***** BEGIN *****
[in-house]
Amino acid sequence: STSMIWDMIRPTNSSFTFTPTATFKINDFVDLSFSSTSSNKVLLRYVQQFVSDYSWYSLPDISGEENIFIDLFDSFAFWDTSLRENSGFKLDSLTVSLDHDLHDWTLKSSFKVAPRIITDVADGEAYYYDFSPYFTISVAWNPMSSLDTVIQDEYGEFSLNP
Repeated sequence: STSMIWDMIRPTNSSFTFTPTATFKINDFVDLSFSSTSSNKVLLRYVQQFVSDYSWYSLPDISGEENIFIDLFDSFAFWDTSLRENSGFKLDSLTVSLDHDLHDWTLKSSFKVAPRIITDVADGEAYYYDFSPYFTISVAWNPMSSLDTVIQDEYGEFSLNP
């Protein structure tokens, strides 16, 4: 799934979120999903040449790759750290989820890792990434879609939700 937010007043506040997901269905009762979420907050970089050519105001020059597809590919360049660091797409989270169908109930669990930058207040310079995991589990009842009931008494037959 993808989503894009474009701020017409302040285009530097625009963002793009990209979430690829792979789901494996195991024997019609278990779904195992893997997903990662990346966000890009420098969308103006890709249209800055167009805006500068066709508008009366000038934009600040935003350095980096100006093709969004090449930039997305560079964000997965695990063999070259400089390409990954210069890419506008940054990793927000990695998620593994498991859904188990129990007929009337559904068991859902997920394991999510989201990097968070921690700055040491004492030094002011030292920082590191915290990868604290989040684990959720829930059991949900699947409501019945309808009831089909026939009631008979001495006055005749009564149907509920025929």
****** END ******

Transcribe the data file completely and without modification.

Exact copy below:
[in-house]
Amino acid sequence: STSMIWDMIRPTNSSFTFTPTATFKINDFVDLSFSSTSSNKVLLRYVQQFVSDYSWYSLPDISGEENIFIDLFDSFAFWDTSLRENSGFKLDSLTVSLDHDLHDWTLKSSFKVAPRIITDVADGEAYYYDFSPYFTISVAWNPMSSLDTVIQDEYGEFSLNP
Repeated sequence: STSMIWDMIRPTNSSFTFTPTATFKINDFVDLSFSSTSSNKVLLRYVQQFVSDYSWYSLPDISGEENIFIDLFDSFAFWDTSLRENSGFKLDSLTVSLDHDLHDWTLKSSFKVAPRIITDVADGEAYYYDFSPYFTISVAWNPMSSLDTVIQDEYGEFSLNP
């Protein structure tokens, strides 16, 4: 799934979120999903040449790759750290989820890792990434879609939700 937010007043506040997901269905009762979420907050970089050519105001020059597809590919360049660091797409989270169908109930669990930058207040310079995991589990009842009931008494037959 993808989503894009474009701020017409302040285009530097625009963002793009990209979430690829792979789901494996195991024997019609278990779904195992893997997903990662990346966000890009420098969308103006890709249209800055167009805006500068066709508008009366000038934009600040935003350095980096100006093709969004090449930039997305560079964000997965695990063999070259400089390409990954210069890419506008940054990793927000990695998620593994498991859904188990129990007929009337559904068991859902997920394991999510989201990097968070921690700055040491004492030094002011030292920082590191915290990868604290989040684990959720829930059991949900699947409501019945309808009831089909026939009631008979001495006055005749009564149907509920025929």